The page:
The challenge is to realize that the world is a global marketplace for talent, and that does not need to be scary. Your skills and experience are your commodity.  I had a job once that was offshored and I was crushed because I thought I had job security. This was ten years ago. I found a way to translate my skills into a new profession that was related to my old job. This is no time for complacency – you need to be active in your development on your job, off your job, between jobs, and despite jobs. Do what you love and you will be able to find the spark to keep going until the next change happens and you’ll be able to figure it out again. Everything is moving faster and requires agility, tenaciousness, and resilience. It can be as empowering as it is defeating. It’s not easy. We need education to partner with HR/OD to help plan the workforce of the future together instead of giving everyone the 50 year-old questionnaire in high school.

March 26, 2012

MY development, MY career. What, I’m selfish?

They say one of the reasons why a New Normal for jobs needs to be established is the generational shift in our workplace. Often the conflict is characterized as the struggle between the different working styles of the Boomers, GenXers, and Millennials but I think there is also an interaction with the different workplaces that can be characterized as such as well. The cultures, independent of the time they were founded but informed by them, can be influencers on the individuals who work at these organizations as much as the employees’ impact on the cultures. And that complexity is easily lost in translation.

A recent article in Forbes laments the shift (“Millennial Generation’s Non-Negotiables: Money, Fame And Image” to the ‘me’ generation workforce. I don’t argue that there has not been a shift, but I am not so sure about the assumption that people’s attitudes towards work has a cyclical nature.

I see some links between what is perceived as individualism and work that leadership development and talent management professionals have been doing to get people to own their development and own their careers. We tell leaders to help people help themselves, and that management has turned the corner from paternalism to a more cooperative and innovative values-based situational framework. This sets the stage for people to find what they want to do for a living based on what they are good at, and for companies to recruit workers who expect to be developed and nurtured.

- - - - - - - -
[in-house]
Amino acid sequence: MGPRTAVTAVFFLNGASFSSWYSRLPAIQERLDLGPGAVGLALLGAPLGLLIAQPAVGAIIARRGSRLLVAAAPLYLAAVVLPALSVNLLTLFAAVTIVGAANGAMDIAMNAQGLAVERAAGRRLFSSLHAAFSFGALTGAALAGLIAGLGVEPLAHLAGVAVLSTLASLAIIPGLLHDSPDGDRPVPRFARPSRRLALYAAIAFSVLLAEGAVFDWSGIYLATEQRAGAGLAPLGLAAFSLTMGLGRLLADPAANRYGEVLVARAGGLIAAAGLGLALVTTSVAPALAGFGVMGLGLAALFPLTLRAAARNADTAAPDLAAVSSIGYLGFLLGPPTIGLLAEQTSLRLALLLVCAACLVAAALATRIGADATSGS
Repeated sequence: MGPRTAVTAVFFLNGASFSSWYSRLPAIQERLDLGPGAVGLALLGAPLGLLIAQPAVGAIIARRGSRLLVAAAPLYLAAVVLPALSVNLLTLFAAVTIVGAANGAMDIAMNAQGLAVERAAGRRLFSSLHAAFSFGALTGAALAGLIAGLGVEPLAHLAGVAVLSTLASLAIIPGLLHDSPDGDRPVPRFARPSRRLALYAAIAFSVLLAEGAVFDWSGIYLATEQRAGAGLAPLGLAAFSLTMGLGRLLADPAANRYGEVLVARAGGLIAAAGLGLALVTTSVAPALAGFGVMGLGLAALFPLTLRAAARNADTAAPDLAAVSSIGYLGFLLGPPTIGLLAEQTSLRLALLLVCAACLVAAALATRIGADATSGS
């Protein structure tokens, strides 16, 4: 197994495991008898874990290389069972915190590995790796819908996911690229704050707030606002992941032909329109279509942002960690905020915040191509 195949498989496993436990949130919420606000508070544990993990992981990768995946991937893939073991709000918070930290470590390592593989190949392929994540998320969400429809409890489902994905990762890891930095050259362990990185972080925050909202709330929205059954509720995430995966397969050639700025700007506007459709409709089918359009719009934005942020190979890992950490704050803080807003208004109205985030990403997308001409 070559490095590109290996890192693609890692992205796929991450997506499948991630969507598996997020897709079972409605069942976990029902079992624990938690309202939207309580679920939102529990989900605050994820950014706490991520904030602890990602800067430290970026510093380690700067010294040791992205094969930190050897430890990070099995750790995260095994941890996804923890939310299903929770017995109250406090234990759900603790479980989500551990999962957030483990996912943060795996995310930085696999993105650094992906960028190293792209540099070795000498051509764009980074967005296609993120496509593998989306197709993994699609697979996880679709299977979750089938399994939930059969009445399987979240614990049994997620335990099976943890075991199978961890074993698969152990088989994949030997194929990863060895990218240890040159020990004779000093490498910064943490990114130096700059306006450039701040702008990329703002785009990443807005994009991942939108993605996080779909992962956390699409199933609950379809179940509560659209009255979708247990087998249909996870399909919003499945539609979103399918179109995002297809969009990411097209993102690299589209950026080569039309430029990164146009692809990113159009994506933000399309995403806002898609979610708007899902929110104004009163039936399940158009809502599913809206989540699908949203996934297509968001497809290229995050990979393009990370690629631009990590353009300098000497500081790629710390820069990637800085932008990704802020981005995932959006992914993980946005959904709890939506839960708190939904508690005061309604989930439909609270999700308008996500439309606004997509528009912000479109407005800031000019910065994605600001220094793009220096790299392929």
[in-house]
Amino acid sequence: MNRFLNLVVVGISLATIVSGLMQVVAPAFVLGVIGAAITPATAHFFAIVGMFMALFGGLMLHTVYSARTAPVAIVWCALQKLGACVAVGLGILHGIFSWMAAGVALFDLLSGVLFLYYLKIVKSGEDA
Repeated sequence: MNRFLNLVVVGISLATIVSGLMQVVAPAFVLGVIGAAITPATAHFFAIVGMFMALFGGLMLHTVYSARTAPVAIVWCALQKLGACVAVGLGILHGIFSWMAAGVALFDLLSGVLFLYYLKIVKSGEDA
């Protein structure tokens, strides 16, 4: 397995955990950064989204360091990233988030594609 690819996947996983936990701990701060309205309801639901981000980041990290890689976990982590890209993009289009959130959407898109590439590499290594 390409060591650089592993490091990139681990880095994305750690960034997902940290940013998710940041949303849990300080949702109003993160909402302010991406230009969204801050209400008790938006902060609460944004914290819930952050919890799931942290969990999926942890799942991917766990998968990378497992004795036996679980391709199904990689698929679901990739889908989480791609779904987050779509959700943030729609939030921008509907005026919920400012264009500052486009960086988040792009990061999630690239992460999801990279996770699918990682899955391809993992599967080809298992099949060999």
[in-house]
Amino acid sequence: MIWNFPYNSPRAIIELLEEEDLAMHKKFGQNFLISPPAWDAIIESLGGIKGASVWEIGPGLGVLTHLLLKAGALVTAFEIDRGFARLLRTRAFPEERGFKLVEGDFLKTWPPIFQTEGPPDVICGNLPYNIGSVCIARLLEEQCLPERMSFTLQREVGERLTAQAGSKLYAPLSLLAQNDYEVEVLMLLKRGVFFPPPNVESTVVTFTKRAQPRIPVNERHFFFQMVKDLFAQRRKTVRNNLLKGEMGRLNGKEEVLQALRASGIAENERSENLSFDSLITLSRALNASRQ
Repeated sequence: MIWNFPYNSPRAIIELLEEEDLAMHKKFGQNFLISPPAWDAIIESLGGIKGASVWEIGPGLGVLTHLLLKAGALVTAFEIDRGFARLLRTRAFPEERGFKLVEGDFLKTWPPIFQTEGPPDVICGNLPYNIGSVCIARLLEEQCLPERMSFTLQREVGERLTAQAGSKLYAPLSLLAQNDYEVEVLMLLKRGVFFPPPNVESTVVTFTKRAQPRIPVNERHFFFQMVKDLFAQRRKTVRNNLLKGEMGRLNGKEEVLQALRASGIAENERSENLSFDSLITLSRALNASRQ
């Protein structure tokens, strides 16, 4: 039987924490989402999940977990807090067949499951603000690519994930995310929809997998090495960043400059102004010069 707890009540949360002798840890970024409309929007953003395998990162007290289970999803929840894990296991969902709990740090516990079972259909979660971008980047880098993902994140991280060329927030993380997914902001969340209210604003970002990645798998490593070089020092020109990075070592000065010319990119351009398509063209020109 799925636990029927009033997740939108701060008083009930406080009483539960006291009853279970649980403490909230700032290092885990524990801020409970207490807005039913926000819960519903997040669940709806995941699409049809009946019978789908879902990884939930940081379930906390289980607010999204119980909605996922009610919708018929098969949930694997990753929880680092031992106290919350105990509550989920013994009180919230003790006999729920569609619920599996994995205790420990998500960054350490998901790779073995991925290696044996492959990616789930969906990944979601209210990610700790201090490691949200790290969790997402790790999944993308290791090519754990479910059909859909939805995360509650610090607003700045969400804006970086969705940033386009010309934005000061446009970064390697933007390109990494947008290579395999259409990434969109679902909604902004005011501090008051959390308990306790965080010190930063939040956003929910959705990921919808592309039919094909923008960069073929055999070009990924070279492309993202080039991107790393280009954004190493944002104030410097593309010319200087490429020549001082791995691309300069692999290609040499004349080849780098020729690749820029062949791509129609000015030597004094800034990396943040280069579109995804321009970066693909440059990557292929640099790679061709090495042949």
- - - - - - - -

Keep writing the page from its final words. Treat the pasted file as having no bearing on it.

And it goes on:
And then we call them “millenial” and “selfish.”  I’m not saying that some of the broader critiques of the Kardashian generation aren’t justified – but the interplay between the observed phenomena and what structures, policies, and procedures are considered to be the cutting-edge of human resources and organizational development also needs to be considered.

An extreme example of this is the CultureRx organization’s ROWE (Results-Only Work Environment) initiative that’s getting quite a bit of attention lately (  Their position is that as long as an employee is getting her job done well, then the organization should not control her time, resulting in greater ownership of the task and the goals of the company. I’m not skeptical but I know this may only work in some environments. But if this is where even a portion of our organizations are going, why should we fault the up-and-coming workforce for expecting it as such?